As you know, Lesley and I recently ran the Tower of Terror 10-Miler at Walt Disney World. I knew before the race that I probably needed some new kicks – the FILA’s I’d bought from Rackroom in December were not specifically designed running shoes, and they’d been worn out. Putting hundreds of road miles on a pair of regular athletic shoes can spell trouble, and after the 10-miler, I noticed some significant pain and discomfort in the metatarsal region of my right foot. Lesley put her foot down – it was time to look at some new running shoes. Thanks in part to my mother-in-law, who provided some cash for my upcoming birthday, I was able to recently purchase the Brooks Pureflow 2.
The Pureflow 2 is part of Brooks’ “Pure Project,” a new collection of lightweight running shoes that includes the Puregrit 2 (trail shoe), Purecadence 2 (road shoe), Pureconnect 2 (minimal, lightweight racer), and the Puredrift 2 (the lightest weight road shoe).
The Pureflow 2 is fairly similar to the Purecadence 2, except that the Purecadence is designed specifically for those need some more corrective stability due to arch issues or pronation. When I went into Run In, they examined my feet and my posture and determined that I needed a neutral shoe – essentially that I didn’t pronate and that my arches were in pretty standard position.
I’ve now been able to run in these shoes a couple of times, and can tell you I’m plenty happy with them. While there have been some criticisms that this shoe is narrower and less comfortable than its predecessor, the PF 1, I have found the toebox to be more than generous. Essentially, this shoe is exactly what is marketed to be – an incredibly lightweight road race shoe that provides the performance of a minimalist shoe with the stability needed for longer distances. For a lightweight shoe, the PF2’s cushioning is unbelievable. It has a healthy, comfortable recoil stride for stride that helps launch you into your run (what they market as the product’s “BioMoGo DNA midsole”), has enough support near the calcaneus and talus bones at the base of the foot to make long distance (half, full marathons) running a reality, and enough room for the distal end of your foot in order to accommodate the natural swelling that takes place in your feet during a long run.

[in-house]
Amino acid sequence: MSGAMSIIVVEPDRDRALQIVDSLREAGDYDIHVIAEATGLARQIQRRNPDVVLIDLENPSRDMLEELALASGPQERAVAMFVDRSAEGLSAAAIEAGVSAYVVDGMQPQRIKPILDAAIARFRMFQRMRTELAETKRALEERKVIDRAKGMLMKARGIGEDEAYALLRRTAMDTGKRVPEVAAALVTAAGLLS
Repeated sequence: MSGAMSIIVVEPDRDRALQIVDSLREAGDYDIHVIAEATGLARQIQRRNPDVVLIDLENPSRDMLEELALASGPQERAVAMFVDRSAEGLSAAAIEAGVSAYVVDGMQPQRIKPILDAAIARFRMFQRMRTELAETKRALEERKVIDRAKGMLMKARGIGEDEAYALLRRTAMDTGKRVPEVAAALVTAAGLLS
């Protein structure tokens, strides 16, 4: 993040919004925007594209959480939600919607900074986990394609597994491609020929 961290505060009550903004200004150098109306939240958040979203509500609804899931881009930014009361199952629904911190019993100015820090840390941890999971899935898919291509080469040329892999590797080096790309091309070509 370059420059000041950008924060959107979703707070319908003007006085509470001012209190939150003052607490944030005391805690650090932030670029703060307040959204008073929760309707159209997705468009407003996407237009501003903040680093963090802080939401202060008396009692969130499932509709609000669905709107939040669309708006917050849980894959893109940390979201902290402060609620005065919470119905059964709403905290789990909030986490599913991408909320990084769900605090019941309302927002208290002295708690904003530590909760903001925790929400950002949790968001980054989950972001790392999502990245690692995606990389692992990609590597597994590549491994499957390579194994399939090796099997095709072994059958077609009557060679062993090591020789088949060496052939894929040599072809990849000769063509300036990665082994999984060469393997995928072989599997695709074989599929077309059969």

It does appear that the shoe’s outsole might not be great for running on a slippery road surface – which is one of the most common criticisms of the shoe.
They will last roughly 300 miles of road racing, per the shoe experts at Run In – well worth the $98. They also boast some slick exterior design updates, including an asymmetrical lacing that makes the shoe’s appearance pop.
I will be wearing the Pureflow 2 at a 5K this Saturday, and I am aiming to PR. Overall, weighing the price and the features of this product, I’d strongly recommend not only the PF2, but anything in the Brooks line, as Lesley is very pleased with her new Brooks Adrenaline GTS 13’s.